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This question already has an answer here:

Let $a_1=\frac 2 3 , \ a_{n+1}=a_n-a^2_n$ for $n\ge 1$, $a_n$ is monotonically decreasing and bounded: $0\le a_{n+1} \le 1$ and $\displaystyle\lim_{n\to\infty} a_n=0$.

Is there a uniformly continuous function $f:\mathbb R \to \mathbb R$ such that $a_{n+1}=f(a_n), \ \forall n\in \mathbb N$ ?

I don't know how to start here but I'm pretty sure there is such function since $a_n$ is converging then from the definition of uniform continuity, we'll have $\forall \epsilon >0 :\exists \delta >0: \forall n,m\in \mathbb N: |a_n-a_m|<\delta\Rightarrow |f(a_n)-f(a_m)|<\epsilon$

$a_{n+1}=f(a_n)=f(a_{n-1}-a_{n-1}^2)$ so I need to find a function that will "push the index" by 1, like $f(x)=x+1$ and is uniformly continuous, but I have no idea how to find such function.

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marked as duplicate by Guy Fsone, tomasz, The Phenotype, Cameron Williams, Namaste calculus Jan 28 '18 at 1:42

This question has been asked before and already has an answer. If those answers do not fully address your question, please ask a new question.

  • $\begingroup$ The function $f(x) = x - x^2 + C$ looks like an interesting candidate of a general function that satisfies the relation $a_{n+1} = f(a_n)$. $\endgroup$ – DanZimm Jun 16 '14 at 12:11
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Isn't $f(x)=x-x^2$ what you are looking for?

Edit: This function is uniformly continuous on $[0,1]$ as a continuous function on the compact interval $[0,1]$. As noticed by DanZimm, this function is unfortunately not uniformly continuous on the unbounded set $\mathbb{R}$. But as proposed by Daw and Ihf you may just define piecewise your function outside of the interval of interest to solve this little problem. That is considering for $a<b$, $a,b \in \mathbb{R}$ the function

$g(x) = \left\{ \begin{array}{l l} f(a) & \text{if } x \leq a\\ f(x) & \text{if } a \leq x \leq b \\ f(b) & \text{if } x \geq b \end{array} \right.$

In particular you said that $0 \leq a_n \leq 1$ in your question so it makes sens to choose $a=0$ and $b=1$ which leads to the answers of the other posts. It is now clear that the function $g$ is continuous on the interval $[a-1,b+1]$ and constant everywhere else thus uniformly continuous on $\mathbb{R}$.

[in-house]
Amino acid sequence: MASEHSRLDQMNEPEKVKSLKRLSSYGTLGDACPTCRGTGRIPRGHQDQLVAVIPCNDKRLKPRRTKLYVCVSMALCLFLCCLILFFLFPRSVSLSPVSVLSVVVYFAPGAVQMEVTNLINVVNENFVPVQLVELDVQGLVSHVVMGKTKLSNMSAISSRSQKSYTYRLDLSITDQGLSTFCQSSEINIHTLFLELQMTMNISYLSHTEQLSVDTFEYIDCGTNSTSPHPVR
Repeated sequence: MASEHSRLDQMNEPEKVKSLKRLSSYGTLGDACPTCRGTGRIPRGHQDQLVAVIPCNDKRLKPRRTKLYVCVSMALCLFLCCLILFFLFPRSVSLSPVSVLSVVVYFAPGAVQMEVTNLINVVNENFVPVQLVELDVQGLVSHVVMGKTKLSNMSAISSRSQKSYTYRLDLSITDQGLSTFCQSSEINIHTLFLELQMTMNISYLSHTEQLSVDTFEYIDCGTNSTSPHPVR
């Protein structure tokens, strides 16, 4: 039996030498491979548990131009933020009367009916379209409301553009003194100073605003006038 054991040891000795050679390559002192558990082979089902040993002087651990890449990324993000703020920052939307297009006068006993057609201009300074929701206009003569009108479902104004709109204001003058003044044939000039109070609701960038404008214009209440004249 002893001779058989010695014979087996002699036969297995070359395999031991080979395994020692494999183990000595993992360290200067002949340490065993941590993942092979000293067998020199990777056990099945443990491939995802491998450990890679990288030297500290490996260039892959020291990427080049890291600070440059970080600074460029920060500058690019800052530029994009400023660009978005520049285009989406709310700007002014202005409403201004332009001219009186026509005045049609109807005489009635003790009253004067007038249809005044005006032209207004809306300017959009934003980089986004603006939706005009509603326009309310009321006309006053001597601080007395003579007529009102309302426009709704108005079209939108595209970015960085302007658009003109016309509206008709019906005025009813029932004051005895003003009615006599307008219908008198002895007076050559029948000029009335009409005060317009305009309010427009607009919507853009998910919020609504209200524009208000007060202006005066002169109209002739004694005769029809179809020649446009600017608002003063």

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  • $\begingroup$ This is not uniformly continuous on $\mathbb{R}$. $\endgroup$ – DanZimm Jun 16 '14 at 12:13
  • $\begingroup$ True but it is on $[0,1]$ as continuous function on a compact interval. $\endgroup$ – Surb Jun 16 '14 at 12:14
  • $\begingroup$ @DanZimm, your question is if there is such a function. I believe this is the only candidate... $\endgroup$ – vonbrand Jun 16 '14 at 12:16
  • $\begingroup$ I think vonbrand is correct. But I also think that proving that it is the only candidate could be little harder... $\endgroup$ – Surb Jun 16 '14 at 12:18
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    $\begingroup$ @GinKin Well, you can see it like this. Yes in the answers of Ihf and daw, they took $a=0$ and $b=1$ but note that every $a\leq 0$ and $b\geq 1$ will fulfill the assumptions. You just "cut" the function somewhere else. I wanted to emphase the way you can construct the function to get uniforme continuity starting from only continuity. $\endgroup$ – Surb Jun 16 '14 at 12:41
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What about $$ f(x) = \max(x-x^2,\ 0)? $$ It is globally Lipschitz continuous, hence uniformly continuous.

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How about $f(x)=x-x^2$ for $x\in [0,1]$ and $0$ otherwise?

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  • $\begingroup$ That's the same function proposed by @daw. $\endgroup$ – lhf Jun 16 '14 at 12:20
  • $\begingroup$ What is left is showing the function is bounded above on [0,1] and since $a_n$ is also bounded on [0,1] we'll be done ? $\endgroup$ – GinKin Jun 16 '14 at 12:25
  • $\begingroup$ @lhf you were ~ 15s faster :) $\endgroup$ – daw Jun 16 '14 at 12:26

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